Tuesday, January 31, 2012

Sea Change for Port of Lewiston?

by Pat Ford, Executive Director and Sam Mace, Inland Northwest Director

A recent article in the Lewiston Tribune reveals that the waterway component of the Port of Lewiston – that part which relies on the lower Snake River dams – is in a decline that will be difficult to reverse. Waterway shipping of staple farm products and other goods is declining. This is mainly (but not totally) because the Port of Tacoma – to which products must be trucked or railed – is increasingly preferred by ocean shippers and customers to the Port of Portland, due to differences in the ease and cost of big boats getting to each.

This helps to explain the intensity with which the Port of Lewiston pursued Exxon’s tar sands mega-loads, despite the harm done to many of its neighbors upriver along Highway 12. The work of tribes, cities, businesses, and conservationists to stop those shipments appears to have paid off, however. Exxon has apparently taken the lower Snake waterway out of its plans, which is a good thing for Idaho and Montana, but a hard blow to the Port’s search for new waterway business.

The waterway’s other main problem looking forward is that maintenance and repair of the aging navigation facilities on the lower Snake, in a time of Congressional austerity, doesn’t make the cut in the Army Corps of Engineers’ numerical rating test that identifies priority projects. The two problems are related: declining use further hurts the rating.

But there is a further aspect that we who support removing the lower Snake dams see clearly. The lower Snake waterway and the Port of Lewiston are not identical. The Port also has trucking and rail functions, and those are stable or growing. We are told more of the Port’s business activity and employment now occurs in these two functions than in the waterway.

The Port of Lewiston and the people it serves and benefits can have a healthy future without the lower Snake waterway. Save Our wild Salmon supports that better future for the Port, and effective, affordable farm-to-market transportation for growers in eastern Washington and north-central Idaho. The lower Snake waterway is not essential to either, as real-world economics are confirming.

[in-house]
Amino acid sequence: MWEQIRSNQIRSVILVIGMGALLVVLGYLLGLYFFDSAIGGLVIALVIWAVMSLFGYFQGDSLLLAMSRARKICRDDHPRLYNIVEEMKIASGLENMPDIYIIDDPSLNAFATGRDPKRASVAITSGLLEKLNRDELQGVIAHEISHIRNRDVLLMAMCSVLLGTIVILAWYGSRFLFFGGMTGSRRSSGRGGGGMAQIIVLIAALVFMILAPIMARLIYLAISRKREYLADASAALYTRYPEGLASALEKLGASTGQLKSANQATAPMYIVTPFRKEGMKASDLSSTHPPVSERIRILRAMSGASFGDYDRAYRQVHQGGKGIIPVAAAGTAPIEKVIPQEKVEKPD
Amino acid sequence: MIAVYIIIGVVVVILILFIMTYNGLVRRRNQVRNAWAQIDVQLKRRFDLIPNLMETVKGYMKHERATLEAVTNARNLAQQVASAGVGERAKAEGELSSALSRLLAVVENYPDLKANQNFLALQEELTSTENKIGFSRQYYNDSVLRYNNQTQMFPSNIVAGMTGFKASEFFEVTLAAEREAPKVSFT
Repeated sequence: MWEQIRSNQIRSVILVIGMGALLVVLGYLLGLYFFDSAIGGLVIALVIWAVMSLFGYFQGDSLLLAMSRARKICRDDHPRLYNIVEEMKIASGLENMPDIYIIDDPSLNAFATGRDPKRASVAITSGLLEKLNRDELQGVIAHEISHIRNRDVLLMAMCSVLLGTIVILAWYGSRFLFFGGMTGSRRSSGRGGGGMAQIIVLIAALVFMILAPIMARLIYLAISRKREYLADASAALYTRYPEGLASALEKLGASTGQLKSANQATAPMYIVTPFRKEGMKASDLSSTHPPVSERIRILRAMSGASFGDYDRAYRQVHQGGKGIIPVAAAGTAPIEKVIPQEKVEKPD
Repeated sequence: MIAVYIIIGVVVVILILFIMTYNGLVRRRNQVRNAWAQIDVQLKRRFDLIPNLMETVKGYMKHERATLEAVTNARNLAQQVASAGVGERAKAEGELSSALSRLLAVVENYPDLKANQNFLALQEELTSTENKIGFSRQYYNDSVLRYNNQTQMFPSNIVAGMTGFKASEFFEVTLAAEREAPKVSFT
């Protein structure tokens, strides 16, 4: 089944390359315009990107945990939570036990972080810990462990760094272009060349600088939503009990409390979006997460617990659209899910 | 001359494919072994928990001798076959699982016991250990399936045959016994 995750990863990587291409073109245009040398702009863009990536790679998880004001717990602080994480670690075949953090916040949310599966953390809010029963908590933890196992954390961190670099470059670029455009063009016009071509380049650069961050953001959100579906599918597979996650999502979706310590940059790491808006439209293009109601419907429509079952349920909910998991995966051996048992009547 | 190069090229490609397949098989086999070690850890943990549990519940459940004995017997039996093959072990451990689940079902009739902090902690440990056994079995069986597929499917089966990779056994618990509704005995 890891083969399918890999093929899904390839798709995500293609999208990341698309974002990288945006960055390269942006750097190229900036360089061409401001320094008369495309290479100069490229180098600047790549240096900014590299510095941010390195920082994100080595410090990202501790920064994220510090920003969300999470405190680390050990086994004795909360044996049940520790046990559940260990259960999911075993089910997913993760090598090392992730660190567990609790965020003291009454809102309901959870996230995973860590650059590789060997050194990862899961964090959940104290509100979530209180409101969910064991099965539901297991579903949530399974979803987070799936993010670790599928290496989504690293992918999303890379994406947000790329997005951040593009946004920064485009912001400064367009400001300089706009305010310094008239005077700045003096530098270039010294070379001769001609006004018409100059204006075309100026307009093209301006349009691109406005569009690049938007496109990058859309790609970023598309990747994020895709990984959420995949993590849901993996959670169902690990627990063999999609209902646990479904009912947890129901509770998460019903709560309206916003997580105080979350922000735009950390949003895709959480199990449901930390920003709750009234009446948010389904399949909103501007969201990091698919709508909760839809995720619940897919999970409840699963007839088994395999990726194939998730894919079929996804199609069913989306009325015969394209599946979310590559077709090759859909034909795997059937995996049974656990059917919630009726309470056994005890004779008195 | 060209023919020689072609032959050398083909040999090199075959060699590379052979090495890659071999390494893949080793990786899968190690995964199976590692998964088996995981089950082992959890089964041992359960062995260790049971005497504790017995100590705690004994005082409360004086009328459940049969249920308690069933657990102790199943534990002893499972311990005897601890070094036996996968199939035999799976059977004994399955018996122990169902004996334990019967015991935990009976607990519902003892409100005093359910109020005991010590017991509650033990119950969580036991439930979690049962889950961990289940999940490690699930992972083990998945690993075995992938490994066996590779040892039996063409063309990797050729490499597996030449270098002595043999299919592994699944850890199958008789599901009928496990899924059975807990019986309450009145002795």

(There is further information about the Port and waterway on Bert Bowler’s salmon website: snakeriversalmonsolutions.org. Click on “transportation” in the left menu.)

Tuesday, January 24, 2012

Mascot Love at Outdoor Retailer

by Bobby Hayden, National Rep @ Save Our Wild Salmon

Allie Bombach (L) and Sarah Menzies (R) of Red Reel video with Buster, Big Foot, Ice-P
What an awesome couple of days!

They love each other.
Gilly Lyons and I had some great meetings and check-ins at Outdoor Retailer Winter Market with some of our longtime friends at KEEN, Patagonia, Osprey Packs, Granite Gear, Petzl, Kelty, Black Diamond, Ruff Wear, Under Solen Media and many more! Also built on some new connections with Cloudveil, GSI Outdoors, Wilderness Press and others.

The Saturday happy hour hosted by Osprey Packs was a blast! It was great to hang with the Osprey folks along with the Alaska Wilderness League and Leave No Trace. Special thanks to Osprey, Timmy O'Neill and Red Reel Video for their help!  Stay tuned for an awesome video of mascots Buster, Bigfoot, and Ice-P from Red Reel in a few weeks.

Also special thanks to fearless big mountain backcountry skier Mark Kogelmann and his awesome dog Marlowe for opening their home to us and our gear.

Your moment of zen provided by Captain and Tennille:

Wednesday, January 18, 2012

Osprey Packs to host Buster, Ice-P, Bigfoot, and Timmy O'Neil at Outdoor Retailer

Our dear friends at Osprey Packs are hosting an awesome party to benefit Save Our Wild Salmon, Alaska Wilderness League, and Leave No Trace at this year's Outdoor Retailer Winter Market.

More about the party from Osprey:

"Enjoy a White Russian and keep the glass. Meet the girls in white dresses, boys in tutus and environmental mascots. Donate to Leave No Trace, Alaska Wilderness League and Save our Wild Salmon and win great prize packages."

And by mascots, they mean our very own Buster the Wild Snake River Sockeye Salmon, Ice-P the savvy spokesbear for the Alaska Wilderness League, and Bigfoot who lives the dream with Leave No Trace.  Of course there's also Timmy O'Neill, adventurer, comedian, drummer, super salmon friend and mascot to the world, who will be MC'ing the event.

Check out the cool flyer:

We're excited to ring in the new year with all of our allies in the Outdoor Retailer community!

If you happen to be in Salt Lake City this week, please stop on by.
We'll be live tweeting from the event - follow @savewildsalmon and #ORShow

“What Are YOU Wearing Today?” Happy Hour
When: 4 to 6pm, Saturday January 21, 2012
Where: Osprey Booth #5011 at the Salt Palace Convention Center in SLC

Thursday, January 12, 2012

Outside Sees Momentum for Dam Removal in 2012